Wednesday, 13 August 2014


Quoting Shakespeare in a blog is a very bad sign of showing off or despair at having nothing to say.

I wrote about boredom recently. Now it’s patience.

Living, as we do, in a “get-it-done, hurry-hurry, want-it-right-now” world, patience is in short supply but, as we heard as children, the longer you wait the better it is (which I’ve never really believed myself.)

A friend of mine who’s been looking for premises for his business has been thwarted and gazumped on a number of occasions with the “perfect” place seized from his grasp. He was feeling understandably paranoid. Sleepless one night, he remembered a street which had a perfect site. He strolled there the next day and there it was “To Let”. Hopefully this story will end well but the point was this is. In every respect it’s “a much more perfect site” than the others were.

Psychologists warn against trying to make decisions too fast. Better to wait and think and see what comes up. Better decisions tend to come at their own pace not ours. I recall that splendid direction from an Irishman who said:

See…. you drive along here and turn left and you go up that road a certain distance and you come to another road where you turn left…

I love a “certain distance”. It describes perfectly a sense of time, judgement and patience.

But acting like the children we once were we constantly ask “are we there yet?” We want instant world peace, we want instant female bishops, we want instant everything. We want crime novels called “The Butler Did It”. And we want to apply all our intuitive prejudices like a friend of my wife’s who on being accused of being instantly judgemental and prejudiced said “yes, but it saves so much time.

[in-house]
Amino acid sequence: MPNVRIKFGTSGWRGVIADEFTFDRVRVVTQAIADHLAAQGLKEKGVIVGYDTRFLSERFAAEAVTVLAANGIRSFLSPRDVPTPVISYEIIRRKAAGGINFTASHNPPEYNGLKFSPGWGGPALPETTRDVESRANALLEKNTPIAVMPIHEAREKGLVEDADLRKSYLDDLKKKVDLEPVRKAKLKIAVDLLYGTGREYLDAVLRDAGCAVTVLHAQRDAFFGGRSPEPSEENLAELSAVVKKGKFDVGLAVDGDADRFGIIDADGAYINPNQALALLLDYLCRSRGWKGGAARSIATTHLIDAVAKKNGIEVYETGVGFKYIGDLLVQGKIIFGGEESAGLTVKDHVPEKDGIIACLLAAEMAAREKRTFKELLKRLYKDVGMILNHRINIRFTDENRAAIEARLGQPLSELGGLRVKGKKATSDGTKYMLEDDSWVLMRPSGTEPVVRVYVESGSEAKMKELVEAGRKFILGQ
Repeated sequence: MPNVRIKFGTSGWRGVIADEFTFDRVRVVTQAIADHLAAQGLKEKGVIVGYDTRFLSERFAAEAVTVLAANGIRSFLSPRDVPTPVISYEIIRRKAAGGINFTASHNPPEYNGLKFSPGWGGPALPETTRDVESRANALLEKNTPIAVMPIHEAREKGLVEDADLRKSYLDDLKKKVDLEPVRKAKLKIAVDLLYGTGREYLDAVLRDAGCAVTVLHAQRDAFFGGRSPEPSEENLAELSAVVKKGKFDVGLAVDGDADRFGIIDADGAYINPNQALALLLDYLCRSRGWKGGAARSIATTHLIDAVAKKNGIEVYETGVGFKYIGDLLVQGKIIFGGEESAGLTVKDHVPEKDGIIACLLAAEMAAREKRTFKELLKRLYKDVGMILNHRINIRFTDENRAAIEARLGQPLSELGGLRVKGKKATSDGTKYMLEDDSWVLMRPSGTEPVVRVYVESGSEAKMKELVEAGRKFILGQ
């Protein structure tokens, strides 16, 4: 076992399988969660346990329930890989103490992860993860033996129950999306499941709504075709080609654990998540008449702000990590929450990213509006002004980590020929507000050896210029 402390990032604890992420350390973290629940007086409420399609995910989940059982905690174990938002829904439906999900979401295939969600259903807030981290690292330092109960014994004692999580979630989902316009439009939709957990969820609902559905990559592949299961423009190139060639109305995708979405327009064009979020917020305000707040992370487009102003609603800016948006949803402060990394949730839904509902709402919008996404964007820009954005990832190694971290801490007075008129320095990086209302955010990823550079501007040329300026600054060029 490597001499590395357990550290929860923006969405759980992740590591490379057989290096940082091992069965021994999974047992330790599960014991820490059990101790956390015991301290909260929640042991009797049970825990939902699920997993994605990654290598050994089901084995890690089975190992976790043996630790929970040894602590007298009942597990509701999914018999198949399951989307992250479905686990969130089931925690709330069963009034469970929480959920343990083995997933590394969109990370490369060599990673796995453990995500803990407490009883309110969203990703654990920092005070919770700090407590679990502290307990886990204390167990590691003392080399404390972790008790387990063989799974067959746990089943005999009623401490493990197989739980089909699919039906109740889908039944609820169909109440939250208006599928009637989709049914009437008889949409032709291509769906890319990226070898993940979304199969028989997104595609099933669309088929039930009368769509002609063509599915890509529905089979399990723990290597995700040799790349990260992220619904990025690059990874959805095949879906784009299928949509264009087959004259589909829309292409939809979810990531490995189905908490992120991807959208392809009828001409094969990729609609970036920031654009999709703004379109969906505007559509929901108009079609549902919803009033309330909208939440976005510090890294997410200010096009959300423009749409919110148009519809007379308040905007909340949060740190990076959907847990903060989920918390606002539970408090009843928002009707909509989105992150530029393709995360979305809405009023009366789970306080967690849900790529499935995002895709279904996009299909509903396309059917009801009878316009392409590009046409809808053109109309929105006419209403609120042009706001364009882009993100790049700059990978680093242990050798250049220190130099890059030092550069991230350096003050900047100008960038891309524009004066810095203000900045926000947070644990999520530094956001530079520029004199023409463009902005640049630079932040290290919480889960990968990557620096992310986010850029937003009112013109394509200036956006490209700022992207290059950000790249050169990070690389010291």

Patience works best in cooking. And here the metaphor for life and business is brilliantly painted by Anthony Bourdain in his riveting “Les Halles Cookbook.” He spends a lot of time talking about “prep” and how this patient process is the critical one:

There is something really great about transforming a big heap of raw materials into an organised array of useful foodstuffs…working at one’s own pace, one attains a relaxing, almost Zen-like state of calm. From chaos one surely but slowly creates order.

Patience applies to recuperation too. Another good friend had major surgery on her back and has been temporarily disabled. Sadly no cartwheeling for her for a while (unlike the late great Talulah Bankhead who, it is said, used to cartwheel through the reception of the Plaza in New York without any knickers.) My friend being patient in her convalescence has become the best read girl in Britain.

Which goes to show the benefits of patience are in allowing you the time to get it read, letting it cook properly and focusing on what’s right not just what’s now.

Patience isn’t easy but you’ll make fewer mistakes if you think first. And wait.

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